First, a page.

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J Bone Miner Res. 2005 Jun;20(6):906-12. Epub 2005 Jan 18.

Reduced training is associated with increased loss of BMD.

Author information

1
Department of Orthopaedics, Malmö University Hospital, University of Lund, Malmö, Sweden. Ornolfer.Valdimarsson@med.lu.se

Abstract

This 8-year controlled, follow-up study in 66 Swedish soccer women evaluated the effect of training and reduced training on BMD. The players who retired during the follow-up lost BMD in the femoral neck, whereas the controls did not.

INTRODUCTION:

Physical activity during adolescence increases BMD, but whether the benefits are retained with reduced activity is controversial.

MATERIALS AND METHODS:

At baseline, DXA evaluated BMD in 48 active female soccer players with a mean age of 18.2 +/- 4.4 (SD) years, in 18 former female soccer players with a mean age of 43.2 +/- 6.2 years and retired for a mean of 9.4 +/- 5.3 years, and in 64 age- and sex-matched controls. The soccer women were remeasured after a mean of 8.0 +/- 0.3 years, when 35 of the players active at baseline had been retired for a mean of 5.3 +/- 1.6 years.

RESULTS AND CONCLUSIONS:

The players still active at follow-up had a higher BMD at baseline than the matched controls in the femoral neck (FN; 1.13 +/- 0.19 versus 1.00 +/- 0.13 g/cm2; p = 0.02). The yearly gain in BMD during follow-up was higher in the active players than in the controls in the leg (0.015 +/- 0.006 versus 0.007 +/- 0.012 g/cm2, p = 0.04). The soccer players who retired during follow-up had a higher BMD at baseline than the matched controls in the FN (1.13 +/- 0.13 versus 1.04 +/- 0.13 g/cm2; p = 0.005). The players that retired during follow-up lost BMD, whereas the controls gained BMD during the study period in the FN (-0.007 +/- 0.01 versus 0.003 +/- 0.02 g/cm2 yearly; p = 0.01). The soccer players already retired at baseline had higher BMD at study start than the matched controls in the leg (1.26 +/- 0.09 versus 1.18 +/- 0.10 g/cm2; p = 0.01). The former players who were retired at study start lost BMD, whereas the controls gained BMD during the study period in the trochanter (-0.006 +/- 0.01 versus 0.004 +/- 0.014 g/cm2 yearly; p = 0.01). This study shows that, in girls, intense exercise after puberty is associated with higher accrual of BMD, and decreased physical activity in both the short-term and long-term perspective is associated with higher BMD loss than in controls.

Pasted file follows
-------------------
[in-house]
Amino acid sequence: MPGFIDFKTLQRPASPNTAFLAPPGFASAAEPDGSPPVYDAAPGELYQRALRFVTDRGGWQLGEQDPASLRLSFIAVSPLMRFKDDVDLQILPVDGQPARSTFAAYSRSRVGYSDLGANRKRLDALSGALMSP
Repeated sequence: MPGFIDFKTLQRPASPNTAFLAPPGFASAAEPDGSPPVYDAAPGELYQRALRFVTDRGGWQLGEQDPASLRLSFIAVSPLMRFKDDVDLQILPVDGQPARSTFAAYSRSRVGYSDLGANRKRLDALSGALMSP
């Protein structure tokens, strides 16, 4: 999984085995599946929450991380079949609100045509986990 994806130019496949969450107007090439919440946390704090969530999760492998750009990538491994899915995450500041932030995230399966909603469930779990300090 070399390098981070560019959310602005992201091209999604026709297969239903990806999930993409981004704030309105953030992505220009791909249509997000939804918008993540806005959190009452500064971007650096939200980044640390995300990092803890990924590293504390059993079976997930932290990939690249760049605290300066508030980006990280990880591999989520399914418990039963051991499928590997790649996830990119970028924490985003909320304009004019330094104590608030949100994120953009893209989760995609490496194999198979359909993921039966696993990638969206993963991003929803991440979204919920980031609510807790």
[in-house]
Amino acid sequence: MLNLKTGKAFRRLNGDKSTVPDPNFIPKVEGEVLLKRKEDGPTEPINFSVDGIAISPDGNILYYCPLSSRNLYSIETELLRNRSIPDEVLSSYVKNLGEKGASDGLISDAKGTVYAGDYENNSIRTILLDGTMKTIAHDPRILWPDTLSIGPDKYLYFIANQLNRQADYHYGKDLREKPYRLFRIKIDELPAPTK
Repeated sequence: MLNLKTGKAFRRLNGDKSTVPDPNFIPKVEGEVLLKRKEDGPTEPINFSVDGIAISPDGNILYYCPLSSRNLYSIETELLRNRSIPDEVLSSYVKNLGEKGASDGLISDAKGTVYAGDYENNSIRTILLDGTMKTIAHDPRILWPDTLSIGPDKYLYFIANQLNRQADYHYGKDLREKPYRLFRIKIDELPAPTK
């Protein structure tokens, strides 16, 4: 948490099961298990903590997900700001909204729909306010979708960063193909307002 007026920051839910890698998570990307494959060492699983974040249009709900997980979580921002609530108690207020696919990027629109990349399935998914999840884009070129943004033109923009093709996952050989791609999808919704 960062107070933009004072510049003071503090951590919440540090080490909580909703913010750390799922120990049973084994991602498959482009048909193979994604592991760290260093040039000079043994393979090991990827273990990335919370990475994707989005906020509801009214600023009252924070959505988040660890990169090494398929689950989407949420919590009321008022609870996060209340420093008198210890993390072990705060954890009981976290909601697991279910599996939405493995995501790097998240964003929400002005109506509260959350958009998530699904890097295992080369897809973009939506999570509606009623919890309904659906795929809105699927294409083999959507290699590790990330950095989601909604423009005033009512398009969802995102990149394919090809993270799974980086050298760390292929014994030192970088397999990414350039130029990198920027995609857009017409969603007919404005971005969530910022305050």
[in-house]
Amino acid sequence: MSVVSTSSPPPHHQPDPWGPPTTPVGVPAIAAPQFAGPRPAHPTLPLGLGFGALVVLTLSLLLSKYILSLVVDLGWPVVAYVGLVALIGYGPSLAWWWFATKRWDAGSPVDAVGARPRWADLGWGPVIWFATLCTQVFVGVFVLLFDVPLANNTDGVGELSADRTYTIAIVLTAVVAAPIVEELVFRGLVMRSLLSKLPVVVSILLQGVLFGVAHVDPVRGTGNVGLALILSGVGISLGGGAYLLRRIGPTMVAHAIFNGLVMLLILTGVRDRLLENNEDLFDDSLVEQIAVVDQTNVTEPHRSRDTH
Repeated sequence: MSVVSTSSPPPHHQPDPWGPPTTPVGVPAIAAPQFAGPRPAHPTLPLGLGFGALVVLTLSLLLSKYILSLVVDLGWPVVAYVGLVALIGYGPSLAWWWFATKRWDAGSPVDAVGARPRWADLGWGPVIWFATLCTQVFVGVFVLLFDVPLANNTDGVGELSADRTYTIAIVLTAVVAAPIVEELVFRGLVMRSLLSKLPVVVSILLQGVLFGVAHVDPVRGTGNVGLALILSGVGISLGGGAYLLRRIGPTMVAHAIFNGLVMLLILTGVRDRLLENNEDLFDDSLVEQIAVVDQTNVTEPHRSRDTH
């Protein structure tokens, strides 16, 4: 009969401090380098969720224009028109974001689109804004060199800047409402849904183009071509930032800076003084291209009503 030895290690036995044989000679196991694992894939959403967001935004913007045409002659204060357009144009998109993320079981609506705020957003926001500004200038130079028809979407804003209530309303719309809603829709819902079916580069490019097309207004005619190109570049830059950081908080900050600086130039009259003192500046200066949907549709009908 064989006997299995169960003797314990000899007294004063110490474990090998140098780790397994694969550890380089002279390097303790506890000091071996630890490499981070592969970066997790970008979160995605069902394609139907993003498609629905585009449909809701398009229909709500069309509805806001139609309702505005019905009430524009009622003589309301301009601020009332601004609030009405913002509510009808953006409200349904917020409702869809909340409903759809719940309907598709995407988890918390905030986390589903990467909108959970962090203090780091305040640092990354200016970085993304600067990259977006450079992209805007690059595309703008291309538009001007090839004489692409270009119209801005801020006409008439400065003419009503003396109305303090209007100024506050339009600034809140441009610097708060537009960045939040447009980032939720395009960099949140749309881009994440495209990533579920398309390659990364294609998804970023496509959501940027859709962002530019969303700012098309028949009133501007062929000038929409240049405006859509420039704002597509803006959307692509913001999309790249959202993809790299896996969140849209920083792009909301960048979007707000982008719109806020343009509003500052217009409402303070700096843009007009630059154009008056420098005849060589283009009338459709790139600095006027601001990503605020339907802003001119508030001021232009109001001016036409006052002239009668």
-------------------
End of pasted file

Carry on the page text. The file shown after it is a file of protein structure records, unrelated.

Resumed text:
PMID:
15883629
DOI:
10.1359/JBMR.050107
[Indexed for MEDLINE]
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